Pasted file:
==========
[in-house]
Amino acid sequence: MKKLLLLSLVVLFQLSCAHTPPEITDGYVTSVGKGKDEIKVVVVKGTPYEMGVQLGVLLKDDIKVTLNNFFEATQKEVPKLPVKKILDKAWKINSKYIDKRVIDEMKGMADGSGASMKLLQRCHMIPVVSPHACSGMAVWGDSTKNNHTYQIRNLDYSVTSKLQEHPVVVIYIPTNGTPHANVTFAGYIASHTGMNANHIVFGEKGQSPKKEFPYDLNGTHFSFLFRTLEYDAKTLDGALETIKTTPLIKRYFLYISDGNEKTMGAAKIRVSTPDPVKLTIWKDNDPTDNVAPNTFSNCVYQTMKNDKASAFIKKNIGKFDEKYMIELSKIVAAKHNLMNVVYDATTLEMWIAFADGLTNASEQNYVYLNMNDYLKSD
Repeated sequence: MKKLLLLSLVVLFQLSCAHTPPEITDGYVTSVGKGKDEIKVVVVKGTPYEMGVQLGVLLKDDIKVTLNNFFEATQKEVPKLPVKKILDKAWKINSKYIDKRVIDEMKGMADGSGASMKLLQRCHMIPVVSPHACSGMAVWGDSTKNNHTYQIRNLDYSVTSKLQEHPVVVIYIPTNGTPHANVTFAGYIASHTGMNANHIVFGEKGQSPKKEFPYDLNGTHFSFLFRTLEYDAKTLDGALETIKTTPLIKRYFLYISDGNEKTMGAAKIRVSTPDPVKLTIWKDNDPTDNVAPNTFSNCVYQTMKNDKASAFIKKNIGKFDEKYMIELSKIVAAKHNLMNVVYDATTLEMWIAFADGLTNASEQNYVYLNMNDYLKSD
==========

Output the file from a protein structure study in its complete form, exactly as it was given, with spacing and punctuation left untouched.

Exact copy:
[in-house]
Amino acid sequence: MKKLLLLSLVVLFQLSCAHTPPEITDGYVTSVGKGKDEIKVVVVKGTPYEMGVQLGVLLKDDIKVTLNNFFEATQKEVPKLPVKKILDKAWKINSKYIDKRVIDEMKGMADGSGASMKLLQRCHMIPVVSPHACSGMAVWGDSTKNNHTYQIRNLDYSVTSKLQEHPVVVIYIPTNGTPHANVTFAGYIASHTGMNANHIVFGEKGQSPKKEFPYDLNGTHFSFLFRTLEYDAKTLDGALETIKTTPLIKRYFLYISDGNEKTMGAAKIRVSTPDPVKLTIWKDNDPTDNVAPNTFSNCVYQTMKNDKASAFIKKNIGKFDEKYMIELSKIVAAKHNLMNVVYDATTLEMWIAFADGLTNASEQNYVYLNMNDYLKSD
Repeated sequence: MKKLLLLSLVVLFQLSCAHTPPEITDGYVTSVGKGKDEIKVVVVKGTPYEMGVQLGVLLKDDIKVTLNNFFEATQKEVPKLPVKKILDKAWKINSKYIDKRVIDEMKGMADGSGASMKLLQRCHMIPVVSPHACSGMAVWGDSTKNNHTYQIRNLDYSVTSKLQEHPVVVIYIPTNGTPHANVTFAGYIASHTGMNANHIVFGEKGQSPKKEFPYDLNGTHFSFLFRTLEYDAKTLDGALETIKTTPLIKRYFLYISDGNEKTMGAAKIRVSTPDPVKLTIWKDNDPTDNVAPNTFSNCVYQTMKNDKASAFIKKNIGKFDEKYMIELSKIVAAKHNLMNVVYDATTLEMWIAFADGLTNASEQNYVYLNMNDYLKSD